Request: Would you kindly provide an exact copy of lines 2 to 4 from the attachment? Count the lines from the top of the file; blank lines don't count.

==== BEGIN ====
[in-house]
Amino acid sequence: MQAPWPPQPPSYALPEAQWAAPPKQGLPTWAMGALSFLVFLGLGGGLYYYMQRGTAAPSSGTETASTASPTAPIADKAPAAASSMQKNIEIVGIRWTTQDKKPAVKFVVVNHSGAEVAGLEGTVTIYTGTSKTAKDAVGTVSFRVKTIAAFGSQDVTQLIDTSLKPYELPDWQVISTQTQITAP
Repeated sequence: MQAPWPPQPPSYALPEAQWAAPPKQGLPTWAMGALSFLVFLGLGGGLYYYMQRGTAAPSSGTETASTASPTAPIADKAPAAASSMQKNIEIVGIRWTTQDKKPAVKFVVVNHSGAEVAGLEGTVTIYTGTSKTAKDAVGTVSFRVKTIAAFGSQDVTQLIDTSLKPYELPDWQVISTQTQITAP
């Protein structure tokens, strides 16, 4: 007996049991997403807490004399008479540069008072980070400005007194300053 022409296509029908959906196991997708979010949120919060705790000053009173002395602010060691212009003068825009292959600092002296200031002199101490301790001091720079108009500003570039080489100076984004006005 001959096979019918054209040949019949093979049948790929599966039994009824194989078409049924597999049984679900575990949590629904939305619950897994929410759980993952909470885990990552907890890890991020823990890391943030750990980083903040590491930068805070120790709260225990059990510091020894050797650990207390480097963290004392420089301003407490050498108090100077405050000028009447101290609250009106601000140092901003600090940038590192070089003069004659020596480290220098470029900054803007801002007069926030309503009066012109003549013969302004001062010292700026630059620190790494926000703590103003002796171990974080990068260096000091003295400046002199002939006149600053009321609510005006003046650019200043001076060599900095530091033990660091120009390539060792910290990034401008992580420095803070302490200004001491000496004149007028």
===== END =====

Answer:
Amino acid sequence: MQAPWPPQPPSYALPEAQWAAPPKQGLPTWAMGALSFLVFLGLGGGLYYYMQRGTAAPSSGTETASTASPTAPIADKAPAAASSMQKNIEIVGIRWTTQDKKPAVKFVVVNHSGAEVAGLEGTVTIYTGTSKTAKDAVGTVSFRVKTIAAFGSQDVTQLIDTSLKPYELPDWQVISTQTQITAP
Repeated sequence: MQAPWPPQPPSYALPEAQWAAPPKQGLPTWAMGALSFLVFLGLGGGLYYYMQRGTAAPSSGTETASTASPTAPIADKAPAAASSMQKNIEIVGIRWTTQDKKPAVKFVVVNHSGAEVAGLEGTVTIYTGTSKTAKDAVGTVSFRVKTIAAFGSQDVTQLIDTSLKPYELPDWQVISTQTQITAP
């Protein structure tokens, strides 16, 4: 007996049991997403807490004399008479540069008072980070400005007194300053 022409296509029908959906196991997708979010949120919060705790000053009173002395602010060691212009003068825009292959600092002296200031002199101490301790001091720079108009500003570039080489100076984004006005 001959096979019918054209040949019949093979049948790929599966039994009824194989078409049924597999049984679900575990949590629904939305619950897994929410759980993952909470885990990552907890890890991020823990890391943030750990980083903040590491930068805070120790709260225990059990510091020894050797650990207390480097963290004392420089301003407490050498108090100077405050000028009447101290609250009106601000140092901003600090940038590192070089003069004659020596480290220098470029900054803007801002007069926030309503009066012109003549013969302004001062010292700026630059620190790494926000703590103003002796171990974080990068260096000091003295400046002199002939006149600053009321609510005006003046650019200043001076060599900095530091033990660091120009390539060792910290990034401008992580420095803070302490200004001491000496004149007028």